As technologies develop, the law often struggles to keep pace. This is particularly true in the area of laws governing child pornography. Recently, the Pennsylvania laws regarding child pornography have undergone critical changes, in an attempt to respond to changes in technology.
Previously under Pennsylvania's Sexual Abuse of Children legislation, 18 PA CSA § 6312, it was illegal to "knowingly possess or control" materials depicting a child under the age of 18 engaging in prohibited sexual acts. However, the ephemeral nature of images viewed on the Internet leaves some questions regarding the nature of possession and control. Accordingly, the General Assembly amended 18 PA CSA § 6312, explicitly making intentional viewing of child pornography a punishable offense.
Commonwealth v. Diodoro
The amendments to this law largely came in response to the Diodoro case, which the Pennsylvania Supreme Court decided this past May. In 2003, police searched Anthony Diodoro's computer and found evidence that Diodoro had viewed pornographic images of children in the cache files on the computer's hard drive. However, Diodoro did not download or save the images to his computer. He was charged and convicted of sexual abuse of children and criminal use of a communication facility.
Diodoro appealed his conviction on the grounds that merely viewing pornographic images did not rise to the level of possession and control of child pornography, as required by the law. His conviction was initially overturned by a panel of the Superior Court. However, upon rehearing, the court reversed its decision and upheld Diodoro's conviction, finding that by searching the Internet for these images and using his mouse to open the images, he exercised "control" over the pornography, as required under the statute.
Diodoro then appealed to the Pennsylvania Supreme Court. In his defense, Diodoro argued that it was unfair to punish him for viewing the materials when the law did not explicitly prohibit this activity and that he and others had no notice that this behavior was prohibited by the law.
The Pennsylvania Supreme court was not swayed by his arguments and ultimately affirmed his conviction. According to the Court, by accessing and viewing the pornographic images on the Internet, Diodoro exercised sufficient control over the pornography to support a conviction for sexual abuse of children. The court further stated that any other result would create a loophole in the state's laws that would permit offenders who merely viewed child pornography to escape prosecution for their crimes. The court found that the very act of viewing these images victimizes the children depicted in the images and the state has a compelling interest to protect children from these acts.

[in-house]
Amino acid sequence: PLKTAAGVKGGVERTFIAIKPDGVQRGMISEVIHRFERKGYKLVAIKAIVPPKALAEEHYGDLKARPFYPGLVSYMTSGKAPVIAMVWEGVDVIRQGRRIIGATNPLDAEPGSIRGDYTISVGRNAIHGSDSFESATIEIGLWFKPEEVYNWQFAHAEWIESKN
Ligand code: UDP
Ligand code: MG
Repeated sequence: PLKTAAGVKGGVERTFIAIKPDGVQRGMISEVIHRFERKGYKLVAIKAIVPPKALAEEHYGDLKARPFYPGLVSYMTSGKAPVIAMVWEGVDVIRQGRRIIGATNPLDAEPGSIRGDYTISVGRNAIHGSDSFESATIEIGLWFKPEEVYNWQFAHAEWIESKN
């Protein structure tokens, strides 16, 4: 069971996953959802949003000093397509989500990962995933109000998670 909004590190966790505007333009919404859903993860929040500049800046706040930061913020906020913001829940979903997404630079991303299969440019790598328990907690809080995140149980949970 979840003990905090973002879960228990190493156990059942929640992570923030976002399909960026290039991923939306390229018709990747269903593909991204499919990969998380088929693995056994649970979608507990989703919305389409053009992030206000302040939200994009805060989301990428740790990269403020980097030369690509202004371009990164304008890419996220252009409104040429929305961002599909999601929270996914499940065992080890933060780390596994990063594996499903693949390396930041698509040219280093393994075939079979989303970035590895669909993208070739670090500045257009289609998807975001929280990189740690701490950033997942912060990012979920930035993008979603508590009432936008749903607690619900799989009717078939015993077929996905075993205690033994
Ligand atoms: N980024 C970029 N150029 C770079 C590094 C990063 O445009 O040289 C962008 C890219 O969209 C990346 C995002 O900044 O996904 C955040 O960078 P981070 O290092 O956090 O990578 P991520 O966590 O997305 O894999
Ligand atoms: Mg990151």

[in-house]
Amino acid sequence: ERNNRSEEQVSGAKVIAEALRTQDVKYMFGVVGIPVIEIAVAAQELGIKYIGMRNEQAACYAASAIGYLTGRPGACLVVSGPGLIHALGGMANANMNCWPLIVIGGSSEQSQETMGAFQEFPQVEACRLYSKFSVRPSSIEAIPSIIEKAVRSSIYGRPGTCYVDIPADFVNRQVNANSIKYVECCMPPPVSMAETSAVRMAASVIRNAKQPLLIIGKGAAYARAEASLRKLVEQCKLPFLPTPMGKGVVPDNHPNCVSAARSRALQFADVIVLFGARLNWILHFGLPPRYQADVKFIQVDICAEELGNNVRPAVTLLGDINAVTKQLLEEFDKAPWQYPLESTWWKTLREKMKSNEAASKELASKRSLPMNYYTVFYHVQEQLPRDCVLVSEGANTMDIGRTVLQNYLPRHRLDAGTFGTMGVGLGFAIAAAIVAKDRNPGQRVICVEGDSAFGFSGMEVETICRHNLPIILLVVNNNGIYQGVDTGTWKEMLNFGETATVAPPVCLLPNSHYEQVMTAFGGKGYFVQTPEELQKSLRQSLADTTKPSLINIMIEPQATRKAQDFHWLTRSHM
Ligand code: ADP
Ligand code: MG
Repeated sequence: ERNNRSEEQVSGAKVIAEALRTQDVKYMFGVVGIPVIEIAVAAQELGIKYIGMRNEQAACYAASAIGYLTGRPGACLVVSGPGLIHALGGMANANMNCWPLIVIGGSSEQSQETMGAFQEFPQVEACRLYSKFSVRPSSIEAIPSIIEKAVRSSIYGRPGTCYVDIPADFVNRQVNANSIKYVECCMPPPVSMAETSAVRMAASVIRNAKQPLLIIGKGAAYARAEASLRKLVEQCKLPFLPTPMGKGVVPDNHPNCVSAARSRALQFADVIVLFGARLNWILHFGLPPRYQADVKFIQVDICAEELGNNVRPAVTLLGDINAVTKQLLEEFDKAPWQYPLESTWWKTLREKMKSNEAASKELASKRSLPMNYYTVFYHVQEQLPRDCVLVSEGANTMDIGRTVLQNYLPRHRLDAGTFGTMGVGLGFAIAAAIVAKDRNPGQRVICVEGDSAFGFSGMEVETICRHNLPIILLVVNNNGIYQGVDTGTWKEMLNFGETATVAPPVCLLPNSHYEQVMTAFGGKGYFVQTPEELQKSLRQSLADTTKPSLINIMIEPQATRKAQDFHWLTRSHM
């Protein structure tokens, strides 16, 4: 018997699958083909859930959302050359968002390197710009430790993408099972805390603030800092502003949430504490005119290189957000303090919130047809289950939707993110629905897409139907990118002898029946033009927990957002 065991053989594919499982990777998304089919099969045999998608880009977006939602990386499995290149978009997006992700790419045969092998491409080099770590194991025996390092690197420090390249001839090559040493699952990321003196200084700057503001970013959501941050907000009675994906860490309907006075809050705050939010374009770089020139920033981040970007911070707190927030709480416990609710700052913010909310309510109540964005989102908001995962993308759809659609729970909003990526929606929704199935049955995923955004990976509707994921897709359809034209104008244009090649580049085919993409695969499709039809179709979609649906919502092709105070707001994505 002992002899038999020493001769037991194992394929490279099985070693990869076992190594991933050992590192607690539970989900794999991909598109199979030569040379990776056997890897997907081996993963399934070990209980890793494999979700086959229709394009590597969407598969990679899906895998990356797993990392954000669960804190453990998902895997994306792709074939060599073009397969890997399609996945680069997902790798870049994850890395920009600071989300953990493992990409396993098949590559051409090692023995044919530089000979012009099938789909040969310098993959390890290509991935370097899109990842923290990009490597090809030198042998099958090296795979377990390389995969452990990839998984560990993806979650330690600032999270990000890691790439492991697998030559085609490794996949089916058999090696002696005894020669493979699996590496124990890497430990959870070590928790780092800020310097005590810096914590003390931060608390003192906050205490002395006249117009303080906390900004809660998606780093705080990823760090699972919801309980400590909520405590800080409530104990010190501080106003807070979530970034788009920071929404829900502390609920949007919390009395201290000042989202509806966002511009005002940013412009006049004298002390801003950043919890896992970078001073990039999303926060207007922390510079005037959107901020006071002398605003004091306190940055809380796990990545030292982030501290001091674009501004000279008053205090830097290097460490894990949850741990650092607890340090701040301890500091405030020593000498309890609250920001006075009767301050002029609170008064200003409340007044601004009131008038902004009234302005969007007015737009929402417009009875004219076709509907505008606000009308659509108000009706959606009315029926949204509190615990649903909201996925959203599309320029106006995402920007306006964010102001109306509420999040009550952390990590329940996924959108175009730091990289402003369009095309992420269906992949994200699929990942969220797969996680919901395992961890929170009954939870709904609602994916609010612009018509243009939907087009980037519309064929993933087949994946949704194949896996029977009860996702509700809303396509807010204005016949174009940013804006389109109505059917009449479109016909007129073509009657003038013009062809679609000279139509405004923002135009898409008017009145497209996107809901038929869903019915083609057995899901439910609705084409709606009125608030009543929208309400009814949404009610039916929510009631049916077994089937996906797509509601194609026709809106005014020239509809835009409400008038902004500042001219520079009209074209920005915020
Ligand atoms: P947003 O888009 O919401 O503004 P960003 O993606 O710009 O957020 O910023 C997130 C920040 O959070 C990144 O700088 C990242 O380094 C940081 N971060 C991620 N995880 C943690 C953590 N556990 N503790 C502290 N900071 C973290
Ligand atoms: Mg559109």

The General Assembly Broadens the Scope of Child Pornography Statute
To clarify the Diodoro opinion, the Pennsylvania General Assembly passed legislation this July to amend the state's Sexual Abuse of Children law. Under the changes to the law, anyone who possesses, controls or intentionally views child pornography may be charged with sexual abuse of a child.
The statute defines "intentionally viewed" as "the deliberate, purposeful, voluntary viewing" of child pornography. The law also provides an exception from prosecution for anyone who accidently or inadvertently viewed the pornographic material. For example, someone who visited a site believing it contained adult pornography or someone who was sent a link to a site believing it contained non-pornographic images would not be in violation of the law.
The House of Representatives attempted to pass a similar law last year, but the measure failed to obtain the necessary votes. At the time, some legislators were concerned about the definition of the term "intentionally viewed" and the protections available to those who did not choose to view the material.
Governor Edward G. Rendell signed House Bill 89 into law on July 14, 2009.
Defending Against Child Pornography Charges
Across the country, child pornography laws are becoming increasingly draconian and the punishments are becoming increasingly severe. It is unclear how the new law will protect those who have been wrongly accused of intentionally viewing child pornography. For example, what happens when a computer owner allows a friend to use the computer, and the friend intentionally accesses prohibited materials? It also is unclear how courts will determine whether a person has intentionally viewed the content or mistakenly viewed the content. How many images are necessary to prove intentional viewing rather than accidental viewing?
For anyone who is under investigation or who has been charged with violating child pornography laws, it is important to contact an experienced criminal defense lawyer as soon as possible. A person convicted of charges relating to child pornography may be required to spend substantial time in prison, pay fines and register as a sex offender.
These charges will not go away on their own. It is important to work with an attorney knowledgeable in both Pennsylvania and Federal child pornography laws, who can address the technical aspects of the charge and build an effective defense for your case.